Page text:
Sticking to Their Story: UNAC’s New “Statement on Syria”

by Clay Claiborne on December 27, 2012

If you are neutral in situations of injustice, you have chosen the side of the oppressor. If an elephant has its foot on the tail of a mouse, and you say that you are neutral, the mouse will not appreciate your neutrality.
—  Bishop Desmond Tutu

The United National Antiwar Coalition (UNAC) is a coalition of well known US anti-war groups. On 24 December 2012 they issued a new position statement about the conflict in Syria, titled:



Hands off Syria and Iran! End the Drone Wars!

We Need Jobs, Education and Healthcare, Not Endless War!

Six months before the Arab Spring even began, UNAC had an action program to oppose a US war against Syria. From their point of view, not much has changed since July 2010. They still see the threat of imminent US invasion as the main problem facing the Syrian people. That’s their story and they’re sticking to it. As we shall see, they don’t need to consult concrete conditions in Syria to inform their position so it can remain the same throughout time.

I am including their entire statement in my appreciation of it so that the reader may see what I mean when I say that this statement says more by what it is silent on than it does by what it says. I am breaking it up, as I see appropriate, so I can interject comments, but other than that, it is complete and in the order in which they published it. The copyright police can know that there is no violation as UNAC has asked that it be distributed widely.

And so the body begins:

The ominous signs of impending war with Syria escalate.

There is already a war going on in Syria which this “Statement on Syria” leaves unmentioned. That is the war to overthrow the Assad regime and it has cost more than 40,000 Syrian lives so far, but what is really telling in this first sentence is their identification of the Assad regime with Syria.There have been calls for NATO intervention in support of those forces attempting to overthrow the Assad regime, and there have even been signs that NATO may be preparing to go to war against the Assad regime, but to equate that with a war against Syria is to equate the Assad regime with Syria and to discount the Syrian armed opposition as a legitimate Syrian force. 130 countries no longer recognize the Assad regime as the legitimate representative of the Syrian people, but UNAC still does.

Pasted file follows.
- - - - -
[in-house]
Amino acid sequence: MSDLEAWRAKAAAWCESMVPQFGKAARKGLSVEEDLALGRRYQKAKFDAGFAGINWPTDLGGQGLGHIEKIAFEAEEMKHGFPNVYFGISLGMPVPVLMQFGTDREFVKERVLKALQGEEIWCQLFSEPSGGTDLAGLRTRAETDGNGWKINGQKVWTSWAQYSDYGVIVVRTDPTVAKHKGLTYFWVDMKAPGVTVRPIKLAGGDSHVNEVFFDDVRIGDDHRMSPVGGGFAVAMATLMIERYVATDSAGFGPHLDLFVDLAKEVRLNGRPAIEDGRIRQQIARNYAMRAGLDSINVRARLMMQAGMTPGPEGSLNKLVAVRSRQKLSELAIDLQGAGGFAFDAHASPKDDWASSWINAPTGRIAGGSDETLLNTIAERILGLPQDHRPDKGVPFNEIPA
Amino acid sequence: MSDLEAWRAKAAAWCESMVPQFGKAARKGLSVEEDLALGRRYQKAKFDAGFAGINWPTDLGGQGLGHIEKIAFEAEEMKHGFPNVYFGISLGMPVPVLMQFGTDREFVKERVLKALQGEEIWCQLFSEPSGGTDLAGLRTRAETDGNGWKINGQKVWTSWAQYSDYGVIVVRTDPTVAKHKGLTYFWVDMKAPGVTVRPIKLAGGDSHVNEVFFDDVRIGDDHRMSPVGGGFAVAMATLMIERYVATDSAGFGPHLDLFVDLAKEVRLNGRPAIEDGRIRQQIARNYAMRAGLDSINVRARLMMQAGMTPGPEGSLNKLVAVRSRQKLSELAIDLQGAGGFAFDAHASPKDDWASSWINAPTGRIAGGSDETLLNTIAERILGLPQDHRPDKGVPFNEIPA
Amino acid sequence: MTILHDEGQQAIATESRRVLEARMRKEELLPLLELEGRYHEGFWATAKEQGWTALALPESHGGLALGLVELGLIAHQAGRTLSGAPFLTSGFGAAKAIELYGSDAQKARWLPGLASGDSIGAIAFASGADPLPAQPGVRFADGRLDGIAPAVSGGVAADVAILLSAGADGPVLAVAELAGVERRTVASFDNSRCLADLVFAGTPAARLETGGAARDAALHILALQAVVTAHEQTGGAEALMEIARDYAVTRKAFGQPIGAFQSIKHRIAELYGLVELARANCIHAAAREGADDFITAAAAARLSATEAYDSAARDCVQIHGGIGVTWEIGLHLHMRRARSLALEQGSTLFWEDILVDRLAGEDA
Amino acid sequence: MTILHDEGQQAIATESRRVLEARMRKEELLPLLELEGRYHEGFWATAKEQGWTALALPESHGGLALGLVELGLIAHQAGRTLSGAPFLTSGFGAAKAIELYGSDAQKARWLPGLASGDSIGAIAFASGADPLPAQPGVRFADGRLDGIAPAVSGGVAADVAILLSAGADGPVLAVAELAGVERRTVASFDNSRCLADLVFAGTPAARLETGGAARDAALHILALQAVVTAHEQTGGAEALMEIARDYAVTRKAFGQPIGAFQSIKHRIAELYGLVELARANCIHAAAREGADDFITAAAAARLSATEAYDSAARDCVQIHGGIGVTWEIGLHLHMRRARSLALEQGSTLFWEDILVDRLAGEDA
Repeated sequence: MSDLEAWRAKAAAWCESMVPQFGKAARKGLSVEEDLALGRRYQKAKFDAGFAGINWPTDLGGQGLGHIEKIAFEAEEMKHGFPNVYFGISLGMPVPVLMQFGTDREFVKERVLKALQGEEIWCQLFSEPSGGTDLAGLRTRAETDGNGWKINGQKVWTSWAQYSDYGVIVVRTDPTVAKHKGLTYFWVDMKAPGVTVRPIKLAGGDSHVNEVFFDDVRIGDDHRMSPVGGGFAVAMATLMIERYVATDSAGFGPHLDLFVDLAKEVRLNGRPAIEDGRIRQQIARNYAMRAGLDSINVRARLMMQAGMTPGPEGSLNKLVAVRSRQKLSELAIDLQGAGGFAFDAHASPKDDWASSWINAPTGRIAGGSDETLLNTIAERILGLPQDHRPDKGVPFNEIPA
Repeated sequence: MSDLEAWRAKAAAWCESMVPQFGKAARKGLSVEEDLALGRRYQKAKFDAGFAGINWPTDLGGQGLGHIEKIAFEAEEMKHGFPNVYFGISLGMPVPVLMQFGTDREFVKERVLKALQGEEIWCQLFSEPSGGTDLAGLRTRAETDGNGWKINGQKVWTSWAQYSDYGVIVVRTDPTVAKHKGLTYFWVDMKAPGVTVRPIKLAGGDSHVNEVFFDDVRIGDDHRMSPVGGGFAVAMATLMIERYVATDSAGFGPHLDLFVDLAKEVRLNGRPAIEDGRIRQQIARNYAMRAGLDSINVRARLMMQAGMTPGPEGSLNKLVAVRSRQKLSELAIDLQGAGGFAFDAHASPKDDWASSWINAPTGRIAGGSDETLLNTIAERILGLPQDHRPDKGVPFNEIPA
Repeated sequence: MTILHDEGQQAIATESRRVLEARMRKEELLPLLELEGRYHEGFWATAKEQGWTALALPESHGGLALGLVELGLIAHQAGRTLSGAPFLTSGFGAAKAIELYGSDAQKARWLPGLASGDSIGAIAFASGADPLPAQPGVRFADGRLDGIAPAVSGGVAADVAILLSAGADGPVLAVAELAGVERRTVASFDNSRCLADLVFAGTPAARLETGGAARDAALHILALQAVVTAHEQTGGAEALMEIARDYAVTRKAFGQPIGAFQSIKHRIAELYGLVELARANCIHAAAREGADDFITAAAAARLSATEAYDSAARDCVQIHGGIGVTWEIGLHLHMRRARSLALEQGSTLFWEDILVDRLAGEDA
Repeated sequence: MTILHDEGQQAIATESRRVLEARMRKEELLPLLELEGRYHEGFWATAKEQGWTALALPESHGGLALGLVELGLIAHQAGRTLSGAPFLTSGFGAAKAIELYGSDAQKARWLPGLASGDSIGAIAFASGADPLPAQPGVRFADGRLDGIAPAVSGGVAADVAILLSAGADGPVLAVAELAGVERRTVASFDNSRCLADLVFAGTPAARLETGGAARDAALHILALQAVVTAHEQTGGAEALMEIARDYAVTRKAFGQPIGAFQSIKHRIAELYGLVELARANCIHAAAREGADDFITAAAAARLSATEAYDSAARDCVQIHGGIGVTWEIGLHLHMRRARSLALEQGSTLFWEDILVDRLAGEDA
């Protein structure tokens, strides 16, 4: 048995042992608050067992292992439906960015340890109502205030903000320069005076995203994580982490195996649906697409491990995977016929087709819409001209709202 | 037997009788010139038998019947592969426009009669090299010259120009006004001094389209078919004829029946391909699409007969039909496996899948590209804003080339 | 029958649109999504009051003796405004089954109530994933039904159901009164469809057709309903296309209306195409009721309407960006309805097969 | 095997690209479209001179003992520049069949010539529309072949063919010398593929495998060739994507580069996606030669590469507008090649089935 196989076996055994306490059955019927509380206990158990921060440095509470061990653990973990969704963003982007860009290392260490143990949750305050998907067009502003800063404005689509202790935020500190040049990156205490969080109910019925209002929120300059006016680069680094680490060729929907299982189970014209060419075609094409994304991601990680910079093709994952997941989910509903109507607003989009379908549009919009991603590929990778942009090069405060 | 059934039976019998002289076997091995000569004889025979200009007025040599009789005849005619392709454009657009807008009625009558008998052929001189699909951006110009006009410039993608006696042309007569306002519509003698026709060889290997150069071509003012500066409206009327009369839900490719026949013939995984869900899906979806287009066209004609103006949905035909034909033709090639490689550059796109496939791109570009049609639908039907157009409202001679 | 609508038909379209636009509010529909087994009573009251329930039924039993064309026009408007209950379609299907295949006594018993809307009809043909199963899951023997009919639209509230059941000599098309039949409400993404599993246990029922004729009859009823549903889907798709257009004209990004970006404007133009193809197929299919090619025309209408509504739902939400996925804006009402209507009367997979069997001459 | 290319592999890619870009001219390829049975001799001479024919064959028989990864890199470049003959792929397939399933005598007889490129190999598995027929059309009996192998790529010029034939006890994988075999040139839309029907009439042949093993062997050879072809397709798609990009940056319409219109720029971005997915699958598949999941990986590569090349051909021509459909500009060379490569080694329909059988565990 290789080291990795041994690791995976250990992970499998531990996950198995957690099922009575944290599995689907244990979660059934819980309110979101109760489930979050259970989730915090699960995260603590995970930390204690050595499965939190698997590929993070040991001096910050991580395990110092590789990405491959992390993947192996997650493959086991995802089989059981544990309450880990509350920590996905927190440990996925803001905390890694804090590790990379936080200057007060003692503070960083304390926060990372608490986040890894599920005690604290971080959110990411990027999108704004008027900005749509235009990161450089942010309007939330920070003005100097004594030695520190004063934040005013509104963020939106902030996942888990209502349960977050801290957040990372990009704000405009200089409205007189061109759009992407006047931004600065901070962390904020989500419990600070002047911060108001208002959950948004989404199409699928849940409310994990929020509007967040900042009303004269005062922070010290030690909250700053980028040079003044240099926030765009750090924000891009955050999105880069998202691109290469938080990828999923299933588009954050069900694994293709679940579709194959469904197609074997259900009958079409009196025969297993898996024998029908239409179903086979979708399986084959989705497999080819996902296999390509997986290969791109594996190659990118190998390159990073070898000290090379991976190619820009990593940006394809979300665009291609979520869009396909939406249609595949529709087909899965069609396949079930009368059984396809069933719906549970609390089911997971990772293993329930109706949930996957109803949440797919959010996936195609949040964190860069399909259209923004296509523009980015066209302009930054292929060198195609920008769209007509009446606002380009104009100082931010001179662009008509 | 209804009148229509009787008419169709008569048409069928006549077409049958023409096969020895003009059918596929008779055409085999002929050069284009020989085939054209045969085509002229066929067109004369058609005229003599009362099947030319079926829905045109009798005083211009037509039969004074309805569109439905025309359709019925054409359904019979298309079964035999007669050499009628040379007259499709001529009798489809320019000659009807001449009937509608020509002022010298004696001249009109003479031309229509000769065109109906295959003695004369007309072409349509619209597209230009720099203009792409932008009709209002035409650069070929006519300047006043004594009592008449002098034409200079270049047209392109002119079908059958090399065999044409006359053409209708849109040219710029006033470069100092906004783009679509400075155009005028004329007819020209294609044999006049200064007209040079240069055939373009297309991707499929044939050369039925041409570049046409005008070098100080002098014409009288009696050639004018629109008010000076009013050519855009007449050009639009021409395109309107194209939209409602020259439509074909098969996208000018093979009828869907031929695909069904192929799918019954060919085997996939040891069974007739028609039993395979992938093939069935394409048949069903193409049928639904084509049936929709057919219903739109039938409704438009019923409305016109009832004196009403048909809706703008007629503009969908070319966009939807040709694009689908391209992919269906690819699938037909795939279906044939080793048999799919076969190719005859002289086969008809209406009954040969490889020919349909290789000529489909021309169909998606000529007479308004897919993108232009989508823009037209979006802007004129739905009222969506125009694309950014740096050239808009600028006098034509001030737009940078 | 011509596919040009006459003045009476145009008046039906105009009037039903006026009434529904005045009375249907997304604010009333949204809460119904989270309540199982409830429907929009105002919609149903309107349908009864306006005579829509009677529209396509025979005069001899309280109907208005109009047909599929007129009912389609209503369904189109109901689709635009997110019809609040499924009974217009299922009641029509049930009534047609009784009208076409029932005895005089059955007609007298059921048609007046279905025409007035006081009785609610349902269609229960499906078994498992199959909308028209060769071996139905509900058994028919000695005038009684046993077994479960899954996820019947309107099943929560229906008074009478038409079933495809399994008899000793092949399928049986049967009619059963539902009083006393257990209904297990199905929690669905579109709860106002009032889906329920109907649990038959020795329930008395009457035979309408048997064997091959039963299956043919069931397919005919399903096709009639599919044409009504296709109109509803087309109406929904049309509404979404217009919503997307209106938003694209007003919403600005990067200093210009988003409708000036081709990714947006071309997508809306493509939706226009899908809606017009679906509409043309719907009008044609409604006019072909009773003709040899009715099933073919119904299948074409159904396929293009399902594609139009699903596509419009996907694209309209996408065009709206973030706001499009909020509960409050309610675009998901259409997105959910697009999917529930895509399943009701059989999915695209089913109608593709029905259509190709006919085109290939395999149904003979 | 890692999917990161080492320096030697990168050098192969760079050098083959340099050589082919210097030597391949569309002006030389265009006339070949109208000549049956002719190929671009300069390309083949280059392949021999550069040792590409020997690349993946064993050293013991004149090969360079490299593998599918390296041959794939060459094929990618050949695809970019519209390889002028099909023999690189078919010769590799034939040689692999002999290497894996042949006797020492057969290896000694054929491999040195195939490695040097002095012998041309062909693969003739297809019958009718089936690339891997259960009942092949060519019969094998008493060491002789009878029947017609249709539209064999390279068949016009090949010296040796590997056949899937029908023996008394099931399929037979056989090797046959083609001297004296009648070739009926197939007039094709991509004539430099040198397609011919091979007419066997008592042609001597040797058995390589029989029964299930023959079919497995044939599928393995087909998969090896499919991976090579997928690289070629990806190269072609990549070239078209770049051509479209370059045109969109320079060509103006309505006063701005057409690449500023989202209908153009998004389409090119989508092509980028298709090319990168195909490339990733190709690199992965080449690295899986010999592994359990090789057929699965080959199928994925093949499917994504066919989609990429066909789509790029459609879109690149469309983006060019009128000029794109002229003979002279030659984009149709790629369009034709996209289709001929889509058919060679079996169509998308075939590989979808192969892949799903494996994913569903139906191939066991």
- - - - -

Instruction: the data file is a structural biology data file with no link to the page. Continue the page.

The day after UNAC issued its “Statement on Syria,” the head of Assad’s military police defected to the Free Syrian Army.  Maj. Gen. Abdul Aziz Jassem al-Shallal, then became the highest raking officer to defect from Assad. He said he had done so because of the military’s deviation from “its fundamental mission to protect the nation and transformation into gangs of killing and destruction.” He also confirmed the use of chemical weapons by the Assad regime in Homs last week. That’s what finally sparked his defection. This is the reality of Syria that the UNAC “Statement on Syria” doesn’t admit to. They are in an alternate universe.

NATO is massing troops and military equipment on Syria’s borders, and preparing to install missiles aimed at Syria. U.S. warships are stationed off Syria’s coast. ‘Special operation’ units are readied.

I wish the most pressing problems the Syrian people faced right now were worries about future possible NATO attacks.

The U.S. government has been supplying arms and logistical support to a few selected Syrian paramilitary groups favored by the U.S. as “replacements” for Assad.

This is about as close as this UNAC “Statement on Syria” gets to recognizing the massive Syrian opposition to the Assad regime. Is it possible that they think the main struggle playing out in Syria in the last 23 months has been between Syria, as represented by the Assad regime and US imperialism?